Wednesday, December 19, 2007

Blood and guts, Part 2

Our second day at the clinic went just as well as the first. In fact, it was better because it was cooler out. (For me, having lived here for several months, it feels ridiculously cool right now, but for the rest of the team, it's really hot.) We had girls working side-by-side with Haitian nurses, stitching head wounds, doing prenatal exams, giving shots, prescribing drugs, even getting pooped and pee-ed upon. One man had a leg wound with maggots in it; another came in with malaria, sick to the point of not being able to walk; a little boy arrived with a slice in the back of his head where his mother had "punished" him with a knife for not keeping the fire going; a woman had three holes in her foot where she had fallen on rocks; and one little girl was in the early stages of kwashikor, a form of starvation where the body swells and the skin starts to fall off due to lack of protein. My team continues to pick up essential Creole vocabulary - they used to only be able to say, "Bonjou" and "Kikote Keziah?" (Where's Keziah?) but now they can list off a wide variety of maladies from fyev (fever) to dyare (diarrhea) to doule senti (back pain) to my favorite: infeksyon pipi (urinary infection). They are all tired from the heat and the constant contact with people, but they are in good spirits.

Tomorrow I am leading devotions for the clinic staff and then we'll have our last day of work. Some of the jobs can get very monotonous (taking blood pressures, doing weights, or filling tiny plastic bags with pills), so I am trying to rotate them frequently into the more exciting places like general consult and the ER. On Friday morning, we will head back to Port-au-Prince and the orphanage. I can't wait. This has been a fantastic stay and I would seriously consider coming back here long term, but I miss my kids. It really is difficult to be in Haiti and to not be with them.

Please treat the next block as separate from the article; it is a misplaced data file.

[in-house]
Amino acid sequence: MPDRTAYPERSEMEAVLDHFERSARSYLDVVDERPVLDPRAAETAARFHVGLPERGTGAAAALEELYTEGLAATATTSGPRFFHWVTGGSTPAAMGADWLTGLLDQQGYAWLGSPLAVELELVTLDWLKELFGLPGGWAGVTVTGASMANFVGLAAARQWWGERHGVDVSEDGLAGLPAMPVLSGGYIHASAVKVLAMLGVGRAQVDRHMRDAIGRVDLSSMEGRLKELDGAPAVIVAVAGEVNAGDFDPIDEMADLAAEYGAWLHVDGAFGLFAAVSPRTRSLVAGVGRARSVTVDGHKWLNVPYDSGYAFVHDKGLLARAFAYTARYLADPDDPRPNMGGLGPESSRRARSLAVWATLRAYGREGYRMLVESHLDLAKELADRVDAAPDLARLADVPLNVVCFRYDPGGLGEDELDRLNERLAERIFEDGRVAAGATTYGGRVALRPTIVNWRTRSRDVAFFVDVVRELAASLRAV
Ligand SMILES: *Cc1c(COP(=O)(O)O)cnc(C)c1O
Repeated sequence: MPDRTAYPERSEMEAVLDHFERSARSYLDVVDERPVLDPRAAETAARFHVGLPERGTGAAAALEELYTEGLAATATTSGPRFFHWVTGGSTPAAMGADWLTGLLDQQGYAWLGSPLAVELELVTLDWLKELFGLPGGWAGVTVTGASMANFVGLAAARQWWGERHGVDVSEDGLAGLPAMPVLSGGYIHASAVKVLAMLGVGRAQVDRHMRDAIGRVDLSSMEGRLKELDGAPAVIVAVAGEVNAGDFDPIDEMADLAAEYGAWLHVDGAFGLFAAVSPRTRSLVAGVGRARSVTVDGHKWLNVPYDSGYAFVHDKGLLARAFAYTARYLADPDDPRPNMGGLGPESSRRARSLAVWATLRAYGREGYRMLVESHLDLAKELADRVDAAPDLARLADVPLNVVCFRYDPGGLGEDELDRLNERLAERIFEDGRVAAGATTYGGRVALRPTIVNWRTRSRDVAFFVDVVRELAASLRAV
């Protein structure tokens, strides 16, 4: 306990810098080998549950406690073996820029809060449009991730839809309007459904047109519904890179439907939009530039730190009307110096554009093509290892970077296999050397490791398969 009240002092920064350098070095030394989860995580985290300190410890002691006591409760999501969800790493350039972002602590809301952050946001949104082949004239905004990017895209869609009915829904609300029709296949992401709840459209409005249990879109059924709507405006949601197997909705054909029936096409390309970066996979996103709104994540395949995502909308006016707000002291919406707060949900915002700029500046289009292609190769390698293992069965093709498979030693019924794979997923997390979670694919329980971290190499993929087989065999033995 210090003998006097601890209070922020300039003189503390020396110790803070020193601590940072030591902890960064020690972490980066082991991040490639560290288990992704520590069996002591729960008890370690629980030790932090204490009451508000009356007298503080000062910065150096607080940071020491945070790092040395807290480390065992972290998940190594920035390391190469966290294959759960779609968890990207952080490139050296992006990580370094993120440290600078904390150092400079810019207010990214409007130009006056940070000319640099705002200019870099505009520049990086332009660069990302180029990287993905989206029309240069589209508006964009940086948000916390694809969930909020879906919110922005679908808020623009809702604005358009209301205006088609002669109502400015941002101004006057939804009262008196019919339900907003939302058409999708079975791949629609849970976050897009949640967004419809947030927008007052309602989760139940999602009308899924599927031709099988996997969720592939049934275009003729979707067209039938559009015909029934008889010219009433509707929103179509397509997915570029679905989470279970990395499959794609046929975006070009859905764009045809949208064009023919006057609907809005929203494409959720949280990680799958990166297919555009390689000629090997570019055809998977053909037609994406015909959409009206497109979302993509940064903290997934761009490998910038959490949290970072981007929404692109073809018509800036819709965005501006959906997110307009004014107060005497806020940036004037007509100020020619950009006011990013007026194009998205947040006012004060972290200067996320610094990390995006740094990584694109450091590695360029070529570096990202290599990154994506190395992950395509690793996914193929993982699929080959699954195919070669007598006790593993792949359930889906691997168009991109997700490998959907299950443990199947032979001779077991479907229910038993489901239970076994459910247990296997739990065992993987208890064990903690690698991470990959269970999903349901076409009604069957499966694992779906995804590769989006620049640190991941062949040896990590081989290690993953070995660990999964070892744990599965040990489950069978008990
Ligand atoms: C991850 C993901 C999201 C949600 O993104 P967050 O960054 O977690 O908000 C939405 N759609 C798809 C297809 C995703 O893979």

Thanks to everyone that has been praying for us! Our suitcases arrived yesterday evening, no one is seriously ill (we have one case of very itchy bug bites and a little diarrhea but otherwise nothing), and we are learning more than a nursing student usually learns in a whole semester. God is good!


ange said...

LOVING it, give my Jessica and Junior love for us

The Haiti Lady said...

I am not a nurse, but have many years as an EMT as well as EMT Instructor...I would LOVE to go on your next trip...I wouldn't mind the monotony of BP's, Weighing and pill pushing! ;-)
Love ya,

Angela said...

I would totally pass out at the first sight of blood! You guys amaze me. I'm so glad you are there and making a difference for those who have come for help!

For this part of the trip- glad it's you not me! ;)

Lots of love,